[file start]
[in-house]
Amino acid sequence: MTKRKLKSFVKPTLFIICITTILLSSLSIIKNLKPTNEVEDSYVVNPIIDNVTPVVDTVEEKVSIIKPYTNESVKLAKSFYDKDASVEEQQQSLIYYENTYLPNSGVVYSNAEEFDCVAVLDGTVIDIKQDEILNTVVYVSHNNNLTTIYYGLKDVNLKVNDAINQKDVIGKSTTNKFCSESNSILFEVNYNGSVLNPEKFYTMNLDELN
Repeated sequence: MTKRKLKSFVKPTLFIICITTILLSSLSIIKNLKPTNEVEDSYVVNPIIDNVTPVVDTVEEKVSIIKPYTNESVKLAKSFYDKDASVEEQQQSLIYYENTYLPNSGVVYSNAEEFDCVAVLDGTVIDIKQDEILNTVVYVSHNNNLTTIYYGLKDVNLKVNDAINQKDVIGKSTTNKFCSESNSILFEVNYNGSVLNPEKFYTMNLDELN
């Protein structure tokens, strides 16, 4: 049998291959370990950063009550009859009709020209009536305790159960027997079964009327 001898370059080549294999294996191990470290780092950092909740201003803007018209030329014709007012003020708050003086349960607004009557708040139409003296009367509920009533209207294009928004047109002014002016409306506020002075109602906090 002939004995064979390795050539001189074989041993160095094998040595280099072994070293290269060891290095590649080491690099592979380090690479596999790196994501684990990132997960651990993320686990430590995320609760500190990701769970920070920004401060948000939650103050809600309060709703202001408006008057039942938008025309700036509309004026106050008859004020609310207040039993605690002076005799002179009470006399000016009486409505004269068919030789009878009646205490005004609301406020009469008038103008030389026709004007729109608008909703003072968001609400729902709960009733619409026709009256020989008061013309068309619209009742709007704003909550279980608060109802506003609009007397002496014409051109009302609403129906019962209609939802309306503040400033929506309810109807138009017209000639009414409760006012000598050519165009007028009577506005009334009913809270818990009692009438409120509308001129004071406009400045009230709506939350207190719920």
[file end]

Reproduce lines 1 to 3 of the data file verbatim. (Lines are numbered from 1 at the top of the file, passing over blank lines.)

[in-house]
Amino acid sequence: MTKRKLKSFVKPTLFIICITTILLSSLSIIKNLKPTNEVEDSYVVNPIIDNVTPVVDTVEEKVSIIKPYTNESVKLAKSFYDKDASVEEQQQSLIYYENTYLPNSGVVYSNAEEFDCVAVLDGTVIDIKQDEILNTVVYVSHNNNLTTIYYGLKDVNLKVNDAINQKDVIGKSTTNKFCSESNSILFEVNYNGSVLNPEKFYTMNLDELN
Repeated sequence: MTKRKLKSFVKPTLFIICITTILLSSLSIIKNLKPTNEVEDSYVVNPIIDNVTPVVDTVEEKVSIIKPYTNESVKLAKSFYDKDASVEEQQQSLIYYENTYLPNSGVVYSNAEEFDCVAVLDGTVIDIKQDEILNTVVYVSHNNNLTTIYYGLKDVNLKVNDAINQKDVIGKSTTNKFCSESNSILFEVNYNGSVLNPEKFYTMNLDELN